One day after Army Pfc. Bradley Manning was found not guilty of aiding the enemy but convicted of other charges that can still amount to 138 years in prison, civil liberties groups tell The Washington Post that it's becoming increasingly likely that the U.S. will prosecute Julian Assange, the founder of the whistle-blowing website WikiLeaks.
Michael Ratner, the American attorney for Assange, told the paper that the government tried to connect Manning and his client and "that's a very bad sign about what the U.S. government wants to do to Julian Assange."
Ratner's opinion was shared by Trevor Timm, the executive director of the Freedom of the Press Foundation, who told the paper that the WikiLeaker's conviction on espionage charges brought Assange "one step closer" to prosecution.
In an interview with reporters in London following Manning's conviction on espionage and other charges, Assange said it was incumbent on every media organization to stand shoulder-to-shoulder with their sources against government efforts to prosecute leakers.
"It is an obligation on all journalists to protect their sources — technically if possible — and provide some legal and political support," he said. "It's an obligation of all journalistic organizations to hold the line."
Assange spoke to reporters from the Ecuadorean Embassy, where he has been holed up for more than a year to avoid being extradited to Sweden on sex crimes allegations — or to the United States to be prosecuted for publishing government secrets.
Striking a somber tone in a dark suit and tie, the 42-year-old condemned the verdict handed down Tuesday, but he and others had long anticipated the Army analyst's conviction, arguing that the military justice system was stacked against him from the start.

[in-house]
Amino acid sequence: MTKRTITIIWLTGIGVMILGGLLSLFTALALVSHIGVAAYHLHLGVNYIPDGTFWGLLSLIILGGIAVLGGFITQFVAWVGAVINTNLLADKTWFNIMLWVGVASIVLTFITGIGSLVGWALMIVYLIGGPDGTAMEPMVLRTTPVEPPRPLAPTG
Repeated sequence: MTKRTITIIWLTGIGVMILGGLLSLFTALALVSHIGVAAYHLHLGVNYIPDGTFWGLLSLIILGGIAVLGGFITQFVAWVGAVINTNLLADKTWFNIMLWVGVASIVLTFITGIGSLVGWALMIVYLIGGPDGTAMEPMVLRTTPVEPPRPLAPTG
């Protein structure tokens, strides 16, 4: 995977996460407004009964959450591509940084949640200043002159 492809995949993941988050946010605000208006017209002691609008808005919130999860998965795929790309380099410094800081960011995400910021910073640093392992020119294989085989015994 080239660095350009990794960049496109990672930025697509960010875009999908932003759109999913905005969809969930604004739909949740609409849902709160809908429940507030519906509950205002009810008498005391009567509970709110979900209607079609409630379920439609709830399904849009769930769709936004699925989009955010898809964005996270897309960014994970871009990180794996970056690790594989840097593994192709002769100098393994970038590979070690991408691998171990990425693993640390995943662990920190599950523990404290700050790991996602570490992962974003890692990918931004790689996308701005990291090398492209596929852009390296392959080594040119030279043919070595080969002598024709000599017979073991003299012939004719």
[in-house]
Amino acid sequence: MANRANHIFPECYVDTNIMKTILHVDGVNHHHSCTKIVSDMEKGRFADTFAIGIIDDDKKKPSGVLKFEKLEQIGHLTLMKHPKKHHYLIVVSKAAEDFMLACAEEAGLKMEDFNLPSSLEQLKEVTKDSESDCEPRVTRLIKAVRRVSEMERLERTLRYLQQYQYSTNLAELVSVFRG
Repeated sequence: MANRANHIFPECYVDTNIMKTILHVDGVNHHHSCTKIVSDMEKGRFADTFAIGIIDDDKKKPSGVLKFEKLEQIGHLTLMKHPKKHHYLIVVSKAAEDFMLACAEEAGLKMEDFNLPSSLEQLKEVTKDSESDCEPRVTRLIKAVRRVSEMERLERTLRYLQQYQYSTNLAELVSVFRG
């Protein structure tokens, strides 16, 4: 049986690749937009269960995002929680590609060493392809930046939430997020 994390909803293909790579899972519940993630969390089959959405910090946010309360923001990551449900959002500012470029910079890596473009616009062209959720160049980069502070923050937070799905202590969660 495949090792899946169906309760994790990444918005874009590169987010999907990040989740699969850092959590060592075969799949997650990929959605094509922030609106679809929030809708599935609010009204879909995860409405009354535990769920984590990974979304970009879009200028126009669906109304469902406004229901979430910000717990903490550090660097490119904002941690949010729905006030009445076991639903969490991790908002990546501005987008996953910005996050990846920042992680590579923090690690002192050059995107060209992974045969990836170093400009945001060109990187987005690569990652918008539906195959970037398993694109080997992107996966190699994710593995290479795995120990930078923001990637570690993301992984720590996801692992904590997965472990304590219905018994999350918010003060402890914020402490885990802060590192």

Assange said he took no comfort from Manning's acquittal on the most serious charge — aiding the enemy — saying it was a "red herring" intended to distract from his conviction on nearly every other charge, including counts of espionage, theft and computer fraud.
"It can never be that supplying true information to the public is espionage," Assange insisted, describing the conviction as a hideous precedent that would spell the "end of national security journalism in the United States."
Assange also worried that judgment had helped lay the ground for his own eventual prosecution in the United States, adding that — although Manning himself admitted passing hundreds of thousands of classified documents to WikiLeaks — the group was still steering clear of claiming him as its source.
Nevertheless, he was full of praise for the young private, calling him a "hero" who'd put his liberty and his life on the line to expose wrongdoing.
He said that — despite dire American warnings of catastrophic damage dealt by the leaks — the U.S. had yet to identify a single person hurt by the leaks.
"Not a single person came to harm as the result of Bradley Manning's activities," he said. "The only victim was the U.S. government's wounded pride."
Manning, for his part, is scheduled for the sentencing phase of his trial on Wednesday, which is expected to continue for a few weeks.
The Associated Press contributed to this report